An especially stunning success story, single mother April Hickman, raised in foster care,
homeless before she applied for an Interapt apprenticeship.
Of all the foster kids you have known, given the same kind of opportunity,
same kind of training, what percentage of them could what you're doing now?
APRIL HICKMAN, Apprentice, Interapt: Oh, gosh, a great number, because it's problem solving.
And if there's one thing that we're good at, it's problem solving, because we have had to.
PAUL SOLMAN: Alex Hughes worked in the coal industry before making the switch to software.
What percentage of people in the coal industry
could do jobs as sophisticated as what you're doing here?
ALEX HUGHES, Lead Software Developer, Interapt: That's 100 percent. It's a very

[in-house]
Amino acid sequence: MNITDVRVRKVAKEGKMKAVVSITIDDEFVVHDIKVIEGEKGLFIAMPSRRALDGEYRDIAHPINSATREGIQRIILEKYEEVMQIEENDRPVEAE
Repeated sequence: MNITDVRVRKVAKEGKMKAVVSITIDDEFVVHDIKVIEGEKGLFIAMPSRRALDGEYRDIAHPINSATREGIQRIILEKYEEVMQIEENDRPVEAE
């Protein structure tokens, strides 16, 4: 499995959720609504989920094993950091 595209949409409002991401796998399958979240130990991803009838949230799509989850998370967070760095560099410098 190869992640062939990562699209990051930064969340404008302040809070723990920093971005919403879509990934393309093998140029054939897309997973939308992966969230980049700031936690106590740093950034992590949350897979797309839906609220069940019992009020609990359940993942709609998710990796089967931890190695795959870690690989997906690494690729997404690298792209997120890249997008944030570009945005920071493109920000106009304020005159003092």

technical industry. And so they're always having to learn and adapt.
PAUL SOLMAN: In fact, every successful apprentice I interviewed for this series claimed that
between 50 and 100 percent of those in their position could do the same, given the chance.
IBM human resources executive Kelli Jordan agreed.
KELLI JORDAN, Director of Career, Skills and Performance, IBM: Anybody
can make that transition.
PAUL SOLMAN: But it can't be anything, right? It's
got to be a lot of people who just can't do this, no?
KELLI JORDAN: I think it's possible that anybody probably could
if they have got the right motivation, but I think the other side of that coin
is, companies have to be more willing to think differently.
PAUL SOLMAN: Differently enough to look for talent among those without
the usual educational credentials and experience.
At IBM, that included rideshare driver Adquena Faine, nail technician Mariana Perez,
dog trainer Jennifer Burgess, retail store manager Ray Rodriguez. They all turned underappreciated,
underpaid skills into high-skill/high-paying jobs at IBM. How high-paying?